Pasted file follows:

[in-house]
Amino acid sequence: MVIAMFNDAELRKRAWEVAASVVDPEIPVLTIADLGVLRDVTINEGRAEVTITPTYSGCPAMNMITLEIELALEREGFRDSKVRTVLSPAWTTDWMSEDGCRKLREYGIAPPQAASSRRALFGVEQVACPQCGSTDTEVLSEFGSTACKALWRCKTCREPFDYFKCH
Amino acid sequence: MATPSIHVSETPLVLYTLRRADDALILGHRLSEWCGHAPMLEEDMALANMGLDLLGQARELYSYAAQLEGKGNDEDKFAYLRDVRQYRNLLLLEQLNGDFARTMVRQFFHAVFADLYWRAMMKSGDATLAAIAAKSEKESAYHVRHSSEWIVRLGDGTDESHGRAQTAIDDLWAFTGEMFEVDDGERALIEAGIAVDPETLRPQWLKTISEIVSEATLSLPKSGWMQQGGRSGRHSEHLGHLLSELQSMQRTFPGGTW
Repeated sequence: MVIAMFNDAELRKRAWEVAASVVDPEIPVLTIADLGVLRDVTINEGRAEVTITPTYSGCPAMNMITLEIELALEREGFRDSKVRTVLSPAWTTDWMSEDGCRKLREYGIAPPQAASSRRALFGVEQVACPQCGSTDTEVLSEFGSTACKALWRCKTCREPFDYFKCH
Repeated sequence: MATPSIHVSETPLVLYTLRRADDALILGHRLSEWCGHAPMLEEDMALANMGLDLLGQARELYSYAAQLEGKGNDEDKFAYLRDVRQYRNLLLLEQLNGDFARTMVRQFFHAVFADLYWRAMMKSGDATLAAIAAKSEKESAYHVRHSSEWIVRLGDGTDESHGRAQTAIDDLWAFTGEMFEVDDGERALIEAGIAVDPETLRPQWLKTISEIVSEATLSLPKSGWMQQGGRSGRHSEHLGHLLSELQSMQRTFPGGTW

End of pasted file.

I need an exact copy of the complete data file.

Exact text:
[in-house]
Amino acid sequence: MVIAMFNDAELRKRAWEVAASVVDPEIPVLTIADLGVLRDVTINEGRAEVTITPTYSGCPAMNMITLEIELALEREGFRDSKVRTVLSPAWTTDWMSEDGCRKLREYGIAPPQAASSRRALFGVEQVACPQCGSTDTEVLSEFGSTACKALWRCKTCREPFDYFKCH
Amino acid sequence: MATPSIHVSETPLVLYTLRRADDALILGHRLSEWCGHAPMLEEDMALANMGLDLLGQARELYSYAAQLEGKGNDEDKFAYLRDVRQYRNLLLLEQLNGDFARTMVRQFFHAVFADLYWRAMMKSGDATLAAIAAKSEKESAYHVRHSSEWIVRLGDGTDESHGRAQTAIDDLWAFTGEMFEVDDGERALIEAGIAVDPETLRPQWLKTISEIVSEATLSLPKSGWMQQGGRSGRHSEHLGHLLSELQSMQRTFPGGTW
Repeated sequence: MVIAMFNDAELRKRAWEVAASVVDPEIPVLTIADLGVLRDVTINEGRAEVTITPTYSGCPAMNMITLEIELALEREGFRDSKVRTVLSPAWTTDWMSEDGCRKLREYGIAPPQAASSRRALFGVEQVACPQCGSTDTEVLSEFGSTACKALWRCKTCREPFDYFKCH
Repeated sequence: MATPSIHVSETPLVLYTLRRADDALILGHRLSEWCGHAPMLEEDMALANMGLDLLGQARELYSYAAQLEGKGNDEDKFAYLRDVRQYRNLLLLEQLNGDFARTMVRQFFHAVFADLYWRAMMKSGDATLAAIAAKSEKESAYHVRHSSEWIVRLGDGTDESHGRAQTAIDDLWAFTGEMFEVDDGERALIEAGIAVDPETLRPQWLKTISEIVSEATLSLPKSGWMQQGGRSGRHSEHLGHLLSELQSMQRTFPGGTW